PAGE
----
All season, New Jersey high school wrestlers have been ending their Twitter messages with the hashtag #RoadtoAC.

They have gone months without french fries, practiced until they were drenched in sweat and competed in more than 30 matches in the hope of earning a trip to Boardwalk Hall in Atlantic City, the site of the annual state individual championships.

Today, more than 300 have attained that goal. Twenty-four wrestlers in each of the 14 weight classes will take to the mats for the start of a three-day tournament that is the biggest and arguably the state's most exciting high school sports event.

"There's nothing like it," said Absegami coach Shawn Scannell, who won a state championship while wrestling for the Braves in 1996. "You're in a great venue, wrestling in front of thousands of enthusiastic, passionate fans. It's a special feeling and something I'll never forget."

While more people may show up to major concerts at Boardwalk Hall, the three-day, four-session wrestling tournament is easily the most popular event on the hall's schedule.

The tournament, which has been held in Atlantic City for 22 of the past 24 years - it was held in East Rutherford for two years while Boardwalk Hall was undergoing a $90 million renovation in the late 1990s - draws more than 40,000 fans each year.

"We've been over 40,000 for at least the last eight, nine years," said Steve Timko, executive director of the New Jersey State Interscholastic Athletic Association, the organization that oversees high school sports in the state. "From an attendance standpoint, it's easily the most popular high school sports event in the state, and a lot of that is due to the fans.

The tournament is also great for the city.

Wrestlers, coaches and fans fill area hotels and restaurants during the weekend, providing a welcome boost during what is usually a down time in Atlantic City. That's been even more true the past two years, since the Atlantic 10 men's college basketball tournament left Boardwalk Hall after 2012 in favor of the Barclays Center in Brooklyn, N.Y.

"Events like the wrestling tournament do a great job of helping the city at a time (of year) when we really need it," said Jeff Guaracino, spokesman for the Atlantic City Alliance, the casino-marketing cooperative behind the "DO AC" campaign. "Boardwalk Hall has been rocking and rolling lately. They seem to have an event there almost every weekend now."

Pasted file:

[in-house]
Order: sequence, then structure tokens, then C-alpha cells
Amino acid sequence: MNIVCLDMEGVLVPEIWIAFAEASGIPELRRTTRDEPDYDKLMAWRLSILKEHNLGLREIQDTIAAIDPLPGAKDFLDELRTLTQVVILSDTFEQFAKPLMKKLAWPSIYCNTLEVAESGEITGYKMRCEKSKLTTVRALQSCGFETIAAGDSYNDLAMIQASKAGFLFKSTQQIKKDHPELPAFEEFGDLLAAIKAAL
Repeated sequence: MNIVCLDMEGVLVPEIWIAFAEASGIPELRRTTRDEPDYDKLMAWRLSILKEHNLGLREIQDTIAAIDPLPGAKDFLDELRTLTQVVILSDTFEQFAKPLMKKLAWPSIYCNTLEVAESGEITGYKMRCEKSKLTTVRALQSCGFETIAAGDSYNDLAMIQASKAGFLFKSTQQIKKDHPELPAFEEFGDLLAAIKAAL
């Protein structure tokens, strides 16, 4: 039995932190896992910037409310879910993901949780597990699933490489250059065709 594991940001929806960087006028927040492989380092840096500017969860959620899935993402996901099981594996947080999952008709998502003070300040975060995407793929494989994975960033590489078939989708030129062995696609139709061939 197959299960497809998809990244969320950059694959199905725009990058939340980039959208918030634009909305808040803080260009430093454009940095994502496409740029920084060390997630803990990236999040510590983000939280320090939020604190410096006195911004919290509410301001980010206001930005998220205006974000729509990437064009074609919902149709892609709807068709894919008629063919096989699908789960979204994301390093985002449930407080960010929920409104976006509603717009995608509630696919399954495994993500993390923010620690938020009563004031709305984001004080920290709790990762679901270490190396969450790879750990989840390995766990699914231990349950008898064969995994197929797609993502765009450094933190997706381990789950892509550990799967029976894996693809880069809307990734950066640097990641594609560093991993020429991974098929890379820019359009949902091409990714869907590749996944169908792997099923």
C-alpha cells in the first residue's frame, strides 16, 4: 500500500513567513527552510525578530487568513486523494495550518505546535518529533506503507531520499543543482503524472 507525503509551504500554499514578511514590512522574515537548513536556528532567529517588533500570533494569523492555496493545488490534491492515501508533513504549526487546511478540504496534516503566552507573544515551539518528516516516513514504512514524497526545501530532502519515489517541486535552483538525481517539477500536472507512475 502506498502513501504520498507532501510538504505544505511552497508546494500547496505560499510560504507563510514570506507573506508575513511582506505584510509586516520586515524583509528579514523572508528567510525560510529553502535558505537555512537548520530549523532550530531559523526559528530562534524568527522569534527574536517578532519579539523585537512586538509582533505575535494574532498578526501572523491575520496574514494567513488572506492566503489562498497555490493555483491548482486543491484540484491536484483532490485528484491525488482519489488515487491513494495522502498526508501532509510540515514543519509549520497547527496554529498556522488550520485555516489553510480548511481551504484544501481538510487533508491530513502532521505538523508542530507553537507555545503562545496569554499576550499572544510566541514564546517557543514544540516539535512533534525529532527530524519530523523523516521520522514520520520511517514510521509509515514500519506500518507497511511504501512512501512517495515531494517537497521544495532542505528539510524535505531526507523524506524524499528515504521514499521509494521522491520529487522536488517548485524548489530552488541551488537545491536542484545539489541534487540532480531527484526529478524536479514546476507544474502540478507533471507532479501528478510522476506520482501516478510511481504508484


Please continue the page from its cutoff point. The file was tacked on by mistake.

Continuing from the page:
Staging the tournament at Boardwalk Hall adds to the excitement.

The atmosphere inside the arena is electric; usually eight bouts are going on at the same time on mats that fill the arena's floor. At any moment, screams and cheers erupt from the stands, especially when a particularly exciting match unfolds.

Wrestlers, coaches, fans and even referees can't help but get caught up in the excitement and tension.

"The atmosphere in Boardwalk Hall is just phenomenal," said referee Tom Reynolds, a 64-year-old retired police officer from Marlton who has participated in two state championship tournaments. "I was a little bit nervous the first time I was there, but if you don't feel that way, there's something wrong with you. It's just you, the coaches and wrestlers in the middle of Boardwalk Hall with 14,000 screaming fans. It's quite a thrill."

It can also be very intimidating for wrestlers, especially for those who are making their tournament debuts.

Local attorney Patrick D'Arcy, father of Holy Spirit wrestler Pat D'Arcy, did his best to prepare his son for the tension, pressure and distractions inside Boardwalk Hall. He started taking his son to the tournament while Pat was still in elementary school so he wouldn't be intimidated if he ever got the opportunity to compete.

"It's just a great atmosphere. There's nothing else like it," the elder D'Arcy said. "Once you're out on that mat, there's nowhere to hide. It's just you and the other guy. It provides a life lesson for those kids."

The same also holds true for the parents.

The elder D'Arcy saw his strategy pay off a year ago, when Pat earned third place at 106 pounds in the state championships. This year, he'll be rooting for his son again. Pat D'Arcy, now a junior, is seeded first in the bottom half of the bracket at 113 pounds with a 37-2 record after winning District 32 and Region 8 titles.

"When your son is out there, it's a lot different than when you're just going to watch as a fan," Patrick D'Arcy said. "You can't relax before his matches, and you can't come down afterward because he has to go back out there and do it again. It's been a great experience, but it's taken years off my life."

Absegami wrestler Chris Henchy (30-5) will be experiencing the state championships for the first time, having qualified with a third-place finish at 220 pounds in last week's Region 8 tournament.

Few wrestlers have come farther faster than Henchy. Prior to this season, the senior had never wrestled at any level and had never even gone to a match as a spectator. Tonight will mark only the second time he has been to Boardwalk Hall. His first visit was to watch the Atlantic City Boardwalk Rodeo two years ago.

"Someone showed me a picture of the (state wrestling championships)," Henchy said. "I can't wait to be a part of it."

He will have Scannell in his corner. Eighteen years ago, Scannell earned his state championship in the most exciting manner possible. He won the 171-pound title with a 2-1 decision over heralded freshman Damion Hahn of Lakewood, who went on to win three state titles.

This weekend, Scannell will try to help three Absegami wrestlers - Chris D'Alfonzo (120 pounds), William Sanz (195) and Henchy - experience the same thrills.

"Even now, every time I go back as a coach, I still get the shakes and start breathing heavy," Scannell said. "Sometimes I get so excited, I feel like I'm going out there on the mat with them. It's just an amazing event."

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